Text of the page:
In “Alexander: An Encounter,” Stewart notes that Alexander’s portraiture “is only a representation of Alexander,” because the “‘real’ Alexander cannot be recovered” (72). The various portraits of Alexander above support Stewart’s argument. While the portraits do not entirely complement the description of Alexander found in the ancient sources, they reincarnate Alexander’s alleged flaws into positive qualities in order to further a conscious crafting of his royal image.

    According to the ancient texts, the “real” Alexander was pale, short, and beardless, with a crooked neck, limpid eyes, and unruly hair. Such descriptions do not create a flattering image of Alexander, leading Stewart to conclude, “Alexander was therefore not the absolute paragon of Greek male beauty that late antique and modern scholarship often alleges” (76). The portraits of Alexander, however, suggest quite the opposite. They are all very similar in their adulation, in that they present Alexander as eternally youthful, heroic, athletic, and, in short, godlike.

    Many of Alexander’s characteristics, such as white skin and a smooth chin, carried negative connotations in the ancient world. Stewart convincingly argues that, faced with these realities, Alexander’s court artists, particularly Lysippos, transformed these negative traits into positive ones. Through conscious artistic decisions, Alexander’s smooth chin, for example, no longer suggested homosexual perversion, but rather the perpetually youthful Homeric hero. Likewise, his crooked neck became incorporated into the common sculptural contrappostic pose, implying, according to Stewart, “driving energy or heroic defiance,” while his troublesome cowlick revealed his leonine nature.

    Given this artistic program, it becomes difficult to define reality when it comes to Alexander’s appearance in his portraiture (or to portraits in general). On one hand, when compared to the textual descriptions, Alexander’s portraits seem like blatant lies, the ancient equivalent of radical airbrushing. On the other hand, the portraits do not stray as far from the truth as they could have. The artists could have chosen to portray an Alexander far more at odds with the textual descriptions, by giving him a beard, for instance, or different hair. By instead transforming Alexander’s actual physical characteristics into more idealized metaphorical representations of his positive qualities, they perhaps more accurately capture the “real” Alexander by revealing his inherent nature. As we discussed last week, many elements go into a portrait of Alexander, beyond simply what “he really looked like:” his identity as a Macedonian monarch, his character, traditions of Greek portraiture, and the point of view of the artist. As discussed above, Stewart acknowledges each of these elements. Alexander’s image as an eternally youthful beardless hero, for example, depended upon specifically Macedonian, not Greek, traditions of heroic kingship, and the contrappostic pose that hid his crooked neck referenced a common sculptural idiom.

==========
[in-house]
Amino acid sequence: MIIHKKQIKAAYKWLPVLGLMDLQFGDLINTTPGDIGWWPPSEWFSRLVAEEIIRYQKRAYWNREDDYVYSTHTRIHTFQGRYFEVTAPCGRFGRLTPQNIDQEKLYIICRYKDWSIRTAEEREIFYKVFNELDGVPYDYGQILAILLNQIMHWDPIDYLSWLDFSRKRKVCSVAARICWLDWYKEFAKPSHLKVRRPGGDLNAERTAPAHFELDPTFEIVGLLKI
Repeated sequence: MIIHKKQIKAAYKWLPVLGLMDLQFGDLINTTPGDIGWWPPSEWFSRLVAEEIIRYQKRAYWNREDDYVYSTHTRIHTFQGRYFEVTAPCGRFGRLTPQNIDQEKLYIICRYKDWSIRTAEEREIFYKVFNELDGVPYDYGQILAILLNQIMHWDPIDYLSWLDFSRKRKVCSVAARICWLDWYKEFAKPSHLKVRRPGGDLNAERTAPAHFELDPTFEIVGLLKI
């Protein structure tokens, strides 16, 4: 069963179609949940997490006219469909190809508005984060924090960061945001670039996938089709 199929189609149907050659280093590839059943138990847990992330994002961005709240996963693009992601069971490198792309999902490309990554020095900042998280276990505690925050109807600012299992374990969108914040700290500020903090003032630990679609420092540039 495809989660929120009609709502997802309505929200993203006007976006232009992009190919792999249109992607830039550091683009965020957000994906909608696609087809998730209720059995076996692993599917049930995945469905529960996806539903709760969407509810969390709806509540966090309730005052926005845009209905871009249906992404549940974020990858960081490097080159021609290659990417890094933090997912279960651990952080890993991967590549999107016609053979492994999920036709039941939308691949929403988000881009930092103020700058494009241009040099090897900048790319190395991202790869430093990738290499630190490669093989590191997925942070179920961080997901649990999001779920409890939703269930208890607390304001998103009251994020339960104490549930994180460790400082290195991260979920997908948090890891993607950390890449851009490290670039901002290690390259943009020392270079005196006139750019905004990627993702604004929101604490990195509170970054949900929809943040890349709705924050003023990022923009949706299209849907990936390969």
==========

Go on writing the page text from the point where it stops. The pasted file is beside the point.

• Ryan Day

    We can assume that some of Alexander’s basic features are probably present in these images. Alexander likely had no beard and had rather long messy hair but I doubt we no much more about his appearance than that. The images of him that are more akin to those of a god than a man are likely idealized representations of Alexander, as opposed to realistic portraits.

    Alexander, according to ancient texts, that still weren’t written until after his death, was kinda scrawny and awkward looking. He was short and pale, with a crooked neck and weird hair. Quite literally none of these images seem to adhere completely to that description. They appear to have taken the traits that could be applied to Alexander without him looking too goofy, and discarded the other traits. This way, the portraits can be identified as Alexander while still deifying his appearance. It’s doubtful that we’ll ever really know what Alexander looked like, and we likely wouldn’t want to know as his actual visage would serve no purpose other than to disappoint our high expectations